qualifications ship for LAMPS Squadrons 30, 32, and 34. During the five-day procedure 725
landings were made
while 94 pilots were qualified. Then, following further operations in the
Norfolk-Virginia capes area, Ainsworth entered the Philadelphia Naval
Shipyard for her first regular overhaul which kept her busy until 1 March 1979.
for her home port the following day, she arrived at Norfolk on the 3d and
conducted local operations until getting underway on 10 May for refresher training in the
West Indies cruise, which lasted through mid-summer, took her to the Bahamas, Guantanamo
Bay, Haiti, Puerto Rico, and the Virgin Islands. Then, with fighting skills again
honed to a keen edge, she returned to Norfolk on 23 August and operated locally until putting to
sea on 1 October for 12 days of combined underway training exercises along the east coast and
in waters off
Puerto Rico. Upon returning home on the 13th, she began preparations for another
deployment, got underway on 10 November, and proceeded via the Azores to Rota. After
Mediterranean, she continued on-via the Suez Canal and the Red Sea-to the
Persian Gulf and transited the Strait of Hormuz on 9 December. While in the Middle East she
visited Jidda, Saudi Arabia;
Djibouti, Afars and Issas; and Sitra, Bahrein. She departed the latter port on 22 December 1979 and began 84 consecutive days of service underway at sea ready
to act in any emergency which might
arise in the area which might result from
the prolonged crises precipitated by Iran's capture and occupation of the American Embassy in Teheran and
the imprisonment of the American
citizens who worked there.
On 11 March 1980, the
ship finally put in to Muscat, Oman, for fuel
as she began her voyage homeward. Three days later, she topped off her oil bunkers at Djibouti and
continued on through the Red Sea, the Suez Canal, and the Mediterranean,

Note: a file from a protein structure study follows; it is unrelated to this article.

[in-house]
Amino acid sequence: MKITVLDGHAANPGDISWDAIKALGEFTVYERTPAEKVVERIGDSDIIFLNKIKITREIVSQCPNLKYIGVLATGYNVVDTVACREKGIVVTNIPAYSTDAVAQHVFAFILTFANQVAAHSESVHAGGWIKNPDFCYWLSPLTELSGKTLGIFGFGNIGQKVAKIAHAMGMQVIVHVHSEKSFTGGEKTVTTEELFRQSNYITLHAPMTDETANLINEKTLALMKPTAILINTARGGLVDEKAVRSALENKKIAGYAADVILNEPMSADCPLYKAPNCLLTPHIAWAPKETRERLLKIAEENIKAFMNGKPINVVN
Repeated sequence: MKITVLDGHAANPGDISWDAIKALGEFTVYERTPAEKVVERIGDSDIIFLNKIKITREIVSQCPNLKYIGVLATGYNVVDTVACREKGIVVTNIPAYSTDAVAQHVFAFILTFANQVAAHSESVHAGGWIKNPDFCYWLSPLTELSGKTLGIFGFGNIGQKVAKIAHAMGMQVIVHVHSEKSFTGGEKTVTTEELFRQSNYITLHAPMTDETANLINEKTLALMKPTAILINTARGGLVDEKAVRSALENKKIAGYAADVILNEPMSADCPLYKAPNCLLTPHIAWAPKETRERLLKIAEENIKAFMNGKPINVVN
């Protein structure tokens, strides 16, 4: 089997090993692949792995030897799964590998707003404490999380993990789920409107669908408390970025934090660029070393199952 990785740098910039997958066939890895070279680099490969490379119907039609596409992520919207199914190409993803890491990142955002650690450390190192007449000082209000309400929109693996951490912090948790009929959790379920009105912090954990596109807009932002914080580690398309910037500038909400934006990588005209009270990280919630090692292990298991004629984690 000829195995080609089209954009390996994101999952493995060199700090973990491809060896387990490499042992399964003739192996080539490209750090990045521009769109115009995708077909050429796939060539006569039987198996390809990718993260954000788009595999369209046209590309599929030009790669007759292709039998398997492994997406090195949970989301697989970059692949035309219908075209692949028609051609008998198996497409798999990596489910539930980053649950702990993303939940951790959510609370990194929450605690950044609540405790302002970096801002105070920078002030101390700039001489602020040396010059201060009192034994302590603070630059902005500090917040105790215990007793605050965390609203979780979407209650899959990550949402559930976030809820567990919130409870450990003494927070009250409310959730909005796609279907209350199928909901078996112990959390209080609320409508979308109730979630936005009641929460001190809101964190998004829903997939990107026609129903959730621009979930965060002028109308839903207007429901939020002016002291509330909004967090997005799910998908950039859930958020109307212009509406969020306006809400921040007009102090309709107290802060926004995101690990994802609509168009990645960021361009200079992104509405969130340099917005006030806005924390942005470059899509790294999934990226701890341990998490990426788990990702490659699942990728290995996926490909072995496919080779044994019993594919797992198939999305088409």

to Gibraltar. Following brief stops in the
Azores and at Bermuda, she ended the
deployment upon her arrival at Norfolk on 17 April.
a month of leave and upkeep, the ship took part in COMPUTEX 4-80 and
carried out naval gunfire support qualifications. At the end of a four-day visit to
Port-au-Prince, Haiti, she got underway for home on 19 June and proceeded via
to Norfolk which she reached on the 23d. Two days later, she entered the
Norfolk Naval Shipyard for a restricted availability which lasted until 11 August. She then began
overseas movement and got underway on the 29th for Exercise "United
Effort" and "Teamwork 80" which kept her at sea in the North Atlantic and
the North Sea until she arrived at Copenhagen,
Denmark, on 24 September. She also put into Oslo, Norway, Leith and Rosyth, Scotland, and Portsmouth, England, en route home which she reached on 2 November.
remaining in the Norfolk area into the new year, the frigate sailed on 6
January 1981 for Narragansett Bay, R.I., where she supported submarine training until the
9th. She then prepared
for READEX 1-81 and gunfire qualifications which kept her busy until 17
February when work began on making the ship ready for another deployment to the